DCPA Rattled by Resignations and Reign of New Non-Industry CEO
According to Westword, artistic director of the Denver Center for the Performing Arts Kent Thompson will be leaving the company after 12 years of revolutionary work. Discerning and socially aware, Thompson led the company in its focus on producing plays by women and writers of color, set up the New Play Summit which fosters development of original works, and created the Women's Voices Fund which is responsible for commissioning and producing new plays by female writers.
Thompson's official statement said "After twelve seasons, I believe it's now time to move on to other opportunities in professional theatre." DCPA trustee Jim Steinberg came forward, however, and revealed that new CEO Janice Siden, previously chief of staff to Mayor Michael Hancock, forced Thompson out of his position.
Westword reports that during Christmas week, Siden met with Thompson and revealed that she would not be renewing his contract and gave him the option to leave immediately or direct a final show. Thompson chose to stay for the final show, and is set to take his leave on March 3.
These are not the first staff upsets the company has experienced. Sinden's predecessor Scott Shiller resigned after only a year citing "significant divergence in my vision for the company and that of the leadership of the DCPA board of trustees."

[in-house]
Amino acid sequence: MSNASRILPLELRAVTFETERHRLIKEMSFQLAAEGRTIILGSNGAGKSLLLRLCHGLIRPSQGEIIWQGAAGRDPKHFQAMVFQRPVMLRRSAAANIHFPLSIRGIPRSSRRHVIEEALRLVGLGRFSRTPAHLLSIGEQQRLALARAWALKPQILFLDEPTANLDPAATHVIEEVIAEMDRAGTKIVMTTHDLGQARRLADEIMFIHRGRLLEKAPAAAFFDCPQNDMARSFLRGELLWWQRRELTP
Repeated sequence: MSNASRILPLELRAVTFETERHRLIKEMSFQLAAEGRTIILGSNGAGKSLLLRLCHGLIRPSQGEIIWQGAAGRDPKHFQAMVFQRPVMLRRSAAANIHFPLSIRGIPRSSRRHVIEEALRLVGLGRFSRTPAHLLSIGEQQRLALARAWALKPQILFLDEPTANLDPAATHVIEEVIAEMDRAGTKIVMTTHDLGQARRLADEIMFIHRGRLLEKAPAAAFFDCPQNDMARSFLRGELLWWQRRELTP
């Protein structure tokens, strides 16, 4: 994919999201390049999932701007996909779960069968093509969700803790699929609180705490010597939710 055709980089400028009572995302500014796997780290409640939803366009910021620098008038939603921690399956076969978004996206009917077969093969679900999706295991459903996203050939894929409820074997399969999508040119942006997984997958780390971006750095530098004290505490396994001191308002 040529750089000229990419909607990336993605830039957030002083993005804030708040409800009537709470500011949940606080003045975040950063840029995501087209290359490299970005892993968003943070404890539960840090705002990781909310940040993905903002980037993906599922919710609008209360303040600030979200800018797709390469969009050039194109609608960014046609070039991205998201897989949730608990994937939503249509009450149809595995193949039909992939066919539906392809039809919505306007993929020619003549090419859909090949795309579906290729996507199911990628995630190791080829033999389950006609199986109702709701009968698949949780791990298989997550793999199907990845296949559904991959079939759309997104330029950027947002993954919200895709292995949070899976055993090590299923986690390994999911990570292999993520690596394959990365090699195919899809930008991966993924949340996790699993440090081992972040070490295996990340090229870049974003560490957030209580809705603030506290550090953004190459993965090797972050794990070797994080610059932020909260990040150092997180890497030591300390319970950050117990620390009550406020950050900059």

Sinden plans to lead a nationwide search and is confident in her ability to hire. When it comes to what to look for she says the new artistic director "should have a tremendous amount of creative authority; I'm not sophisticated enough in my love of art to make those decisions. It should be someone mindful of what's going on in the world, who our patrons are, the Colorado community - someone who has a collaborative spirit, but at the end of the day, they should be the ones who make the decisions."
Former trustee Steinberg points out, however, that the idea of working for a CEO without industry experience may not be appealing to everyone. He says "right now I think it's going to be a tougher position to fill than they think. I may be wrong, but as people understand what happened here, there may be some hesitancy to go to work for a CEO who doesn't know the field. It is messy, and this is heartless. You don't do this to somebody on Christmas week after twelve years."
Read Juliet Wittman's full Westword story here.